The troupe, which is not silent by any means (they say that "mime" refers to their talents as mimics, not silent clowns), swings through town on a Midwest tour to perform Eating It, their latest "political-satire musical-comedy," as head writer and actor Michael Sullivan refers to their shows.
Over the last 40 years, the defiant group has taken on Israeli-Palestinian relations, CIA involvement in the heroin trade during the Vietnam War, HMOs, homelessness, gentrification and dozens of other subjects, wrapping their liberal outrage in musical comedy. "What we try to do is take these issues and put them in a comic-enough situation that the audience opens their minds to them," explains Sullivan, "but not so comic that it appears we're making fun of their seriousness."
Their latest offering takes on genetically altered foods, and for the St. Louis stop on their Farm Belt tour, they've extended a special invitation to the show to Monsanto employees.
Supporters of the chemical giant and other potential audience members might want to know that the plot concerns a pair of scientists who've developed "Super Corn," a vegetable variety resistant to frost and disease. The corn also kills and replaces surrounding plants and pops and butters itself. (It brings to mind Little Shop of Horrors or Day of the Triffids.) On the verge of releasing another super-strain of bio-engineered plant, the scientists are visited by a strange man from the future, who warns them of the environmental catastrophes that can and did result from tinkering with Mother Nature.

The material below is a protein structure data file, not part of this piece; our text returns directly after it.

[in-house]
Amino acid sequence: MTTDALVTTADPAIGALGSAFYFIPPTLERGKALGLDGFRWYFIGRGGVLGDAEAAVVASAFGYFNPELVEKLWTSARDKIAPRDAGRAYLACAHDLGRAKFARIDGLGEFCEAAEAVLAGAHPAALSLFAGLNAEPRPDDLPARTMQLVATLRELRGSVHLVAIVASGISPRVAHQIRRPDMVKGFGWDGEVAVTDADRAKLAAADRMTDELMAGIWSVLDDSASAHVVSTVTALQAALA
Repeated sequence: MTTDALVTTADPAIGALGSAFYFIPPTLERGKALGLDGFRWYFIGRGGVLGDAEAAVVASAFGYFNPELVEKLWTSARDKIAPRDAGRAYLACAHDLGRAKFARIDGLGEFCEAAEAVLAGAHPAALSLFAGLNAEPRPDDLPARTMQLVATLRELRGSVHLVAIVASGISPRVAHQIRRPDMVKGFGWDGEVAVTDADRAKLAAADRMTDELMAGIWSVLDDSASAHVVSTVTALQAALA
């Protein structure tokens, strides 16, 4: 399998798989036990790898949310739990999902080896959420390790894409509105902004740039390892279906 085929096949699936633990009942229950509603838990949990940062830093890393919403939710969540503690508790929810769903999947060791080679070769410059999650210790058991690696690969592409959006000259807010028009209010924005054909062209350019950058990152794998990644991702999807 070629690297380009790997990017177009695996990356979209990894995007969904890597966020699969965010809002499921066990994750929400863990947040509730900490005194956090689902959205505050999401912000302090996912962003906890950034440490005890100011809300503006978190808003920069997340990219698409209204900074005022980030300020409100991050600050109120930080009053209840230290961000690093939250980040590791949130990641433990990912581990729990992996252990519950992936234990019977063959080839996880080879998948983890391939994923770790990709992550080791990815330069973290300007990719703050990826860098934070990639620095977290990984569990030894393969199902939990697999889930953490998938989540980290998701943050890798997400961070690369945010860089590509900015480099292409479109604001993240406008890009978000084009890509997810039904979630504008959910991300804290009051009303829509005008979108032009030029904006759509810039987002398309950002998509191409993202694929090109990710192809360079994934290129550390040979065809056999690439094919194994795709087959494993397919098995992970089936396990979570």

Sullivan says that he and the other writer/activists in the troupe researched this topic extensively, and that solving problems of world hunger has less to do with improving plant life than with distributing food fairly. Besides, he adds, "these [biotech] companies are not in the business of making the world a better place or feeding the starving multitudes, they're in the business of making money... that's the basic problem with corporate-driven science."
The venerable troupe has made a name for itself by performing in public parks in California to audiences of thousands. To make these shows work, they often use immense props and cartoonishly stereotypical costumes, so the basics of their message are conveyed even to the folks in the cheapest seats. Though their St. Louis shows will be on a high-school stage, they will use props such as fake test tubes that are a foot long and "giant, evil corn," as well as their trademark traveling trap-door stage.
Most of the troupe's shows, says Sullivan, really revolve around a single issue: "Either you're a greedy bastard or you want to save the world."
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